A vote of the county’s fire union’s membership is scheduled for Dec. 28-30 (the union’s by-laws require a 15-day notice before any vote of the membership, then the vote takes place online over a three-day window). The outcome will almost certainly echo the first two votes. “Right now we’re standing behind our other union brothers and sisters on this, plus we have reasons of our own, we’ll explain once the vote is out,” Stephen Palmer, who heads the county’s fire union, said.
Far more unusual–and politically risky–is Holland’s involvement: Holland participated in two union meetings to discuss the building issue and Coffey’s fate, and lent her support to the union efforts, though she insisted she was not the “driving force” behind it.
“I was asked to sit in on two different meetings, which I did,” Holland said, “one was not the entirety of the group, the other was a few more members added. I met with them after they requested I sit down with them and answer some questions.” She described the meetings as consisting mostly of “venting” and expressions of frustration with the administrator, rather than of strategizing.
Union members were interested in Holland’s perspective at least in part because of her history with Coffey. Holland had called for Coffey’s firing when she was a county commissioner eight years ago. She’s never been a fan since, and has benefited from union support since her first run for the commission in 2006, and through subsequent runs for a state House seat and for Palm Coast Mayor.
In one meeting, Holland met with two PBA officials, in another, she met with union members from the county’s teachers union and the county’s fire department union (but not representatives from the Palm Coast fire union, though they are also supportive of the effort.) The meetings took place in the past two weeks, before the letters were issued.
Coffey–who did not respond to a text or a call today–heard about Holland’s involvement and thought she was behind the effort. Holland said she called him and talked to him candidly. “I reached out to him after I was told he was saying in several meetings that I’m behind this entire campaign,” Holland said. “I wanted to let him know that that was not true. I obviously disclosed to him that I attended two different meetings.” She added, of the unions: “I explained to Craig that they have been a big support to me in the past. When they reach out and request my time and sitting down with them, I will definitely do that.” She described the meetings as “really just a very, very large amount of time spent just venting, and of the seriousness of the actual illnesses, and how many of the employees just feel defeated throughout this whole process.”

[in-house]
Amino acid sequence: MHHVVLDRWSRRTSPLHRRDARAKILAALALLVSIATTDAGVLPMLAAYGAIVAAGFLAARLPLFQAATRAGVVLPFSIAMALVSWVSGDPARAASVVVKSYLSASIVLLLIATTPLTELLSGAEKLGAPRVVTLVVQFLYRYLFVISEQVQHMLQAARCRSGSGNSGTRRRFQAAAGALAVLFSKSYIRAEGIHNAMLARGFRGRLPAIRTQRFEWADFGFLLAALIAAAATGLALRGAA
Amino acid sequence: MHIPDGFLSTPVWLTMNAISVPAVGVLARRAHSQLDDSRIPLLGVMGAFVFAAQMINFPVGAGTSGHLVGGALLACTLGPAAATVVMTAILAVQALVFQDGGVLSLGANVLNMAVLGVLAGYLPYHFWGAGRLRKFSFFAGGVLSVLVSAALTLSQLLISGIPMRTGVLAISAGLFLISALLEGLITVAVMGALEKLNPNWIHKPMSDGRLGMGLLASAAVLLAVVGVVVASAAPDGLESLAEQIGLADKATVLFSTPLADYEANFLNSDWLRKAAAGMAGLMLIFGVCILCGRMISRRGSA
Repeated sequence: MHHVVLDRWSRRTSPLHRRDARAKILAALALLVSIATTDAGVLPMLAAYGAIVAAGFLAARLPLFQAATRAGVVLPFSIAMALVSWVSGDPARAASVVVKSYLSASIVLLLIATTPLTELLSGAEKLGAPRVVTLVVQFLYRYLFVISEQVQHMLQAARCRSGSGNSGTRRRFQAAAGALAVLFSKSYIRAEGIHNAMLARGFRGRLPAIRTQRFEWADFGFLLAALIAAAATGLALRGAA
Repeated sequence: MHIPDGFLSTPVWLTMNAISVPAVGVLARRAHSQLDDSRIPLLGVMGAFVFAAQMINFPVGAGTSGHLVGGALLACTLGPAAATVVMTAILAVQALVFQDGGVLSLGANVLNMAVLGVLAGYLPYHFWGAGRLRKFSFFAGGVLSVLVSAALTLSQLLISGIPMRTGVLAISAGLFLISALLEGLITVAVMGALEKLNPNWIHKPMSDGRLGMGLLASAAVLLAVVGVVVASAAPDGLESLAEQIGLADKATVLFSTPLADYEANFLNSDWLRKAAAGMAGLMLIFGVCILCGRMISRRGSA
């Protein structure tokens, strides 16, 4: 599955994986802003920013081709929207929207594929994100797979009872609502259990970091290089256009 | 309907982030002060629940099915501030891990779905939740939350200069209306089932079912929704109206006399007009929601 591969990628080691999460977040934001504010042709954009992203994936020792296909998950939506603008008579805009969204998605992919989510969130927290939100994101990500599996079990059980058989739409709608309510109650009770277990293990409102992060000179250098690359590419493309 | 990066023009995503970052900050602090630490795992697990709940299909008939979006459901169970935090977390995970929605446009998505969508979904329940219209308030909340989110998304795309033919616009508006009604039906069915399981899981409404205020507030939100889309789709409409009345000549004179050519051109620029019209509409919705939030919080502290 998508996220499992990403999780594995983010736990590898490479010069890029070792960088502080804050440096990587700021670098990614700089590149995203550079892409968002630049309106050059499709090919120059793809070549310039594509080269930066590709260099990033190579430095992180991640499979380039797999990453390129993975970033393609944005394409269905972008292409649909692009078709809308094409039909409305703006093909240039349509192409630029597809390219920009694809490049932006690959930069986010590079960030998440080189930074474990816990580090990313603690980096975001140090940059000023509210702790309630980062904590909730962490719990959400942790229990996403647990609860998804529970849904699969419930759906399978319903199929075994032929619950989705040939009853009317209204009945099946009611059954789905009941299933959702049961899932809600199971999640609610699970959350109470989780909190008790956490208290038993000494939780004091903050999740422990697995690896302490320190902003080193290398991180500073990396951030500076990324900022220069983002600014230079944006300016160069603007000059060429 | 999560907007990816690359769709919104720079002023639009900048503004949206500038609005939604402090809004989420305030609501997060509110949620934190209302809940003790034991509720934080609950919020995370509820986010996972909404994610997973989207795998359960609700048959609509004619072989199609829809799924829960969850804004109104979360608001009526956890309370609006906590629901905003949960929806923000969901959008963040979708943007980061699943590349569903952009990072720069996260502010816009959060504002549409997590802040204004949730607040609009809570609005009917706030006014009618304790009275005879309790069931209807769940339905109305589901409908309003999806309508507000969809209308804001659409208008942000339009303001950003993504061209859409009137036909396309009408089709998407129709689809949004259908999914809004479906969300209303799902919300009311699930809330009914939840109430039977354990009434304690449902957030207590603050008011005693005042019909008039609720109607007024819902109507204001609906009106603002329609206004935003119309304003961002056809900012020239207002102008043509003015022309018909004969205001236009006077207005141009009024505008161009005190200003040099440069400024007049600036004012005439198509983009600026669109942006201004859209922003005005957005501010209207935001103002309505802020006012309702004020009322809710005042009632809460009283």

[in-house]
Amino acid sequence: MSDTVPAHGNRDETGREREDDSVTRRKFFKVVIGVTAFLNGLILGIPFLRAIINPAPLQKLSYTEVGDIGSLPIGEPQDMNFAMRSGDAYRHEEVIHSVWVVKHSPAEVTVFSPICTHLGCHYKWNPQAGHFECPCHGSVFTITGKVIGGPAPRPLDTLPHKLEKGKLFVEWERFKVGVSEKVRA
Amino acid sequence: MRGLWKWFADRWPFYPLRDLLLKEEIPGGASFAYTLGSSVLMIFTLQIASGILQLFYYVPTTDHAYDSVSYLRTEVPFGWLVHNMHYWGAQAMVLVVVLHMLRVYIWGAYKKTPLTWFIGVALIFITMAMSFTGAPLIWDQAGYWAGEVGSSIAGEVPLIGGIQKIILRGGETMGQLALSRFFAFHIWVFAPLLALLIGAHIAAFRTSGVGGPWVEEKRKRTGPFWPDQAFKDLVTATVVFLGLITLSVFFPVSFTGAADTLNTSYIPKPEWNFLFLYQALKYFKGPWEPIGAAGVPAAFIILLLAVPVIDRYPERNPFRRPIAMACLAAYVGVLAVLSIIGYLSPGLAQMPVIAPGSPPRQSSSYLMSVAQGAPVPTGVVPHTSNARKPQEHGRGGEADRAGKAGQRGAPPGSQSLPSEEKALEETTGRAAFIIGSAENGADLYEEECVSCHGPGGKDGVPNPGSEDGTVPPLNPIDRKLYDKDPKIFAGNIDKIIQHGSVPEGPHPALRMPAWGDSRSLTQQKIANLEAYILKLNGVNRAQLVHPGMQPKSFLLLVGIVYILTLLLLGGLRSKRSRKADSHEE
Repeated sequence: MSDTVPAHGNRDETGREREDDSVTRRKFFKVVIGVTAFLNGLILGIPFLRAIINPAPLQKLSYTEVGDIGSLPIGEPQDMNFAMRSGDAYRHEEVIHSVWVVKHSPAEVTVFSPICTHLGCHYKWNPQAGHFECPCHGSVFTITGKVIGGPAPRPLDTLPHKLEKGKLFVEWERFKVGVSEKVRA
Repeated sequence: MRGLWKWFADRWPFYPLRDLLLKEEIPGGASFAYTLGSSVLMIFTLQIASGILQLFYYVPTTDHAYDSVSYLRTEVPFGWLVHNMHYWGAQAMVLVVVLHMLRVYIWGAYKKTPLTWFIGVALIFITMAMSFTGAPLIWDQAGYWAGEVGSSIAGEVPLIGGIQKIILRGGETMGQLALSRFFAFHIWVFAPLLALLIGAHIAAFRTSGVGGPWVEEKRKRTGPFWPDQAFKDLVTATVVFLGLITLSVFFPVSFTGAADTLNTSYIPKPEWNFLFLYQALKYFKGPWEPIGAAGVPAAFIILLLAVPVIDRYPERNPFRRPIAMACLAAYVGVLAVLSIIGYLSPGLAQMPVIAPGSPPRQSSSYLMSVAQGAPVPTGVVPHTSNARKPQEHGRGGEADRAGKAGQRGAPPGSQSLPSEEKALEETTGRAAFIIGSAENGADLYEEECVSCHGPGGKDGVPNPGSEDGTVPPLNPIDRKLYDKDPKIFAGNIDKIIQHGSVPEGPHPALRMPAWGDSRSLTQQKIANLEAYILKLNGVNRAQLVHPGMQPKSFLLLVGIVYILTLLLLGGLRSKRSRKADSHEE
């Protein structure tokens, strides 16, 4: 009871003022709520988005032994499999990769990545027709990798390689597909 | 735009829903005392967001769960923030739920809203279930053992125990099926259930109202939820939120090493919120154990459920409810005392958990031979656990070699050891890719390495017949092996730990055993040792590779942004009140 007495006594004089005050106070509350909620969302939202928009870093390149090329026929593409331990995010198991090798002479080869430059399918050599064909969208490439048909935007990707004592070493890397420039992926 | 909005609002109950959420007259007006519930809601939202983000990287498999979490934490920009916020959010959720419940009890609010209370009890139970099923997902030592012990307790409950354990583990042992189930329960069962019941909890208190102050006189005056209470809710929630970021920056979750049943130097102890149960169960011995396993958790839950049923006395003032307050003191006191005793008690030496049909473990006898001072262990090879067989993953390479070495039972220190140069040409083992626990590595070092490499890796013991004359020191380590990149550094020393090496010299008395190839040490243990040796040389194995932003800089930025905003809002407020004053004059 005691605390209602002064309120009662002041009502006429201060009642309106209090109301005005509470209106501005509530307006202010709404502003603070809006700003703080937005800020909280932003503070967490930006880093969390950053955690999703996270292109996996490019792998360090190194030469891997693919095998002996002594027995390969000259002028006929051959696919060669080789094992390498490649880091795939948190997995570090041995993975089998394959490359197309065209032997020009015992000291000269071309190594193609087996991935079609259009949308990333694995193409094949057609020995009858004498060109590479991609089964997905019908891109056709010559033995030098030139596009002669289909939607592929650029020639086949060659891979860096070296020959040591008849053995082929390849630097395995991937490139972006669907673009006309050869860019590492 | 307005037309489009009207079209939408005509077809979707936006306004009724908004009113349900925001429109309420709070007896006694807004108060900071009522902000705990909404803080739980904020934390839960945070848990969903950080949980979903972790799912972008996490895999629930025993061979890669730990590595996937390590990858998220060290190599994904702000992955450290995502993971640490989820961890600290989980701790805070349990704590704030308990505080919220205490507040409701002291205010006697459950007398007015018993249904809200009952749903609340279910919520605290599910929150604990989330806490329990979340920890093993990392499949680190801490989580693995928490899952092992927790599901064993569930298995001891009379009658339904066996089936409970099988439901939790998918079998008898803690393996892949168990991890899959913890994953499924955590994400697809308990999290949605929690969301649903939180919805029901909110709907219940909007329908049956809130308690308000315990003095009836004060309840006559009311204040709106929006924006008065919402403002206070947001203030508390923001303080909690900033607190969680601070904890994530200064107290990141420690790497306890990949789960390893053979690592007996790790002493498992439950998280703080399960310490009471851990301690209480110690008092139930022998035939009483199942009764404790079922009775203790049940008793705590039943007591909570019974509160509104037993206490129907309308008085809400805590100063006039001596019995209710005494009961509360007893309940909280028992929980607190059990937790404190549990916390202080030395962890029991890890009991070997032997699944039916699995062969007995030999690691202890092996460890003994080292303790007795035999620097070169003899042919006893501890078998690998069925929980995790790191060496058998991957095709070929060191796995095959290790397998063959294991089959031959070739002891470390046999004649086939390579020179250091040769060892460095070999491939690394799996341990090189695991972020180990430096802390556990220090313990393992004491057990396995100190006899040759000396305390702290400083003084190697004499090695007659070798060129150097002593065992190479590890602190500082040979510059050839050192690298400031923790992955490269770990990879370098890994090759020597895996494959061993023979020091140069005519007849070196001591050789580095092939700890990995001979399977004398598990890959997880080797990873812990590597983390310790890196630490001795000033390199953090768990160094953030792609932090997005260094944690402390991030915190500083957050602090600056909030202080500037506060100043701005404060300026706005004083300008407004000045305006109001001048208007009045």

Holland said she was not contacting county commissioners to sway their votes, nor writing letters. “That’s for the commissioners to decide,” Holland said of the county commission. “I made it very clear to each of them,” meaning the unions, “that I again would not insert myself into the situation and request the commission to take action because that would not be appropriate and frankly I’ve not done that. Obviously we know where two commissioners stand because they’ve stated it publicly, but I haven’t had conversations with three other commissioners on what their position would be.”
Holland was asked directly what her vote would be, if she were still a commissioner. “I’m not sure that would be appropriate for me to respond,” Holland said. “I’ve made my position clear while I was a sitting commissioner with Craig’s performance, which I was not pleased with.”